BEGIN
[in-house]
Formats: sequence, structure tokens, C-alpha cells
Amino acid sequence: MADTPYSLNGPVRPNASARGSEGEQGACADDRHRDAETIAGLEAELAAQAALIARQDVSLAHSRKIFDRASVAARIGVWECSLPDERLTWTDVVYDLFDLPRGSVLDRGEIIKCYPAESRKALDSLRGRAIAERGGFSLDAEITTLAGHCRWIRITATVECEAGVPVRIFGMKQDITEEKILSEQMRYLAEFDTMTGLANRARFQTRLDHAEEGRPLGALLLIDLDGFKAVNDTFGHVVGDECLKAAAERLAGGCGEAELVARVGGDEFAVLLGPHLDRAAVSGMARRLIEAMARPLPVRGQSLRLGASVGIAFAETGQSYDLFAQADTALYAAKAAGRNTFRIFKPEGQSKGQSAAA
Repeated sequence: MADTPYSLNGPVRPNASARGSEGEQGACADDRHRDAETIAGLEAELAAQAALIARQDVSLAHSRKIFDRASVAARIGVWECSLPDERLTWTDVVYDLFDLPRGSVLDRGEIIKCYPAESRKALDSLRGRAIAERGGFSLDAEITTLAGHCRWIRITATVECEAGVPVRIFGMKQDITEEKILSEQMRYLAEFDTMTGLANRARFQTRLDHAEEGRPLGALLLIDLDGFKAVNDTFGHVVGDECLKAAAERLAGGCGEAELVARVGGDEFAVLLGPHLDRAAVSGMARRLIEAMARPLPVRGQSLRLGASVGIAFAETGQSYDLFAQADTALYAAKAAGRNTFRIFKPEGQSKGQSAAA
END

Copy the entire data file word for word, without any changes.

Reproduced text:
[in-house]
Formats: sequence, structure tokens, C-alpha cells
Amino acid sequence: MADTPYSLNGPVRPNASARGSEGEQGACADDRHRDAETIAGLEAELAAQAALIARQDVSLAHSRKIFDRASVAARIGVWECSLPDERLTWTDVVYDLFDLPRGSVLDRGEIIKCYPAESRKALDSLRGRAIAERGGFSLDAEITTLAGHCRWIRITATVECEAGVPVRIFGMKQDITEEKILSEQMRYLAEFDTMTGLANRARFQTRLDHAEEGRPLGALLLIDLDGFKAVNDTFGHVVGDECLKAAAERLAGGCGEAELVARVGGDEFAVLLGPHLDRAAVSGMARRLIEAMARPLPVRGQSLRLGASVGIAFAETGQSYDLFAQADTALYAAKAAGRNTFRIFKPEGQSKGQSAAA
Repeated sequence: MADTPYSLNGPVRPNASARGSEGEQGACADDRHRDAETIAGLEAELAAQAALIARQDVSLAHSRKIFDRASVAARIGVWECSLPDERLTWTDVVYDLFDLPRGSVLDRGEIIKCYPAESRKALDSLRGRAIAERGGFSLDAEITTLAGHCRWIRITATVECEAGVPVRIFGMKQDITEEKILSEQMRYLAEFDTMTGLANRARFQTRLDHAEEGRPLGALLLIDLDGFKAVNDTFGHVVGDECLKAAAERLAGGCGEAELVARVGGDEFAVLLGPHLDRAAVSGMARRLIEAMARPLPVRGQSLRLGASVGIAFAETGQSYDLFAQADTALYAAKAAGRNTFRIFKPEGQSKGQSAAA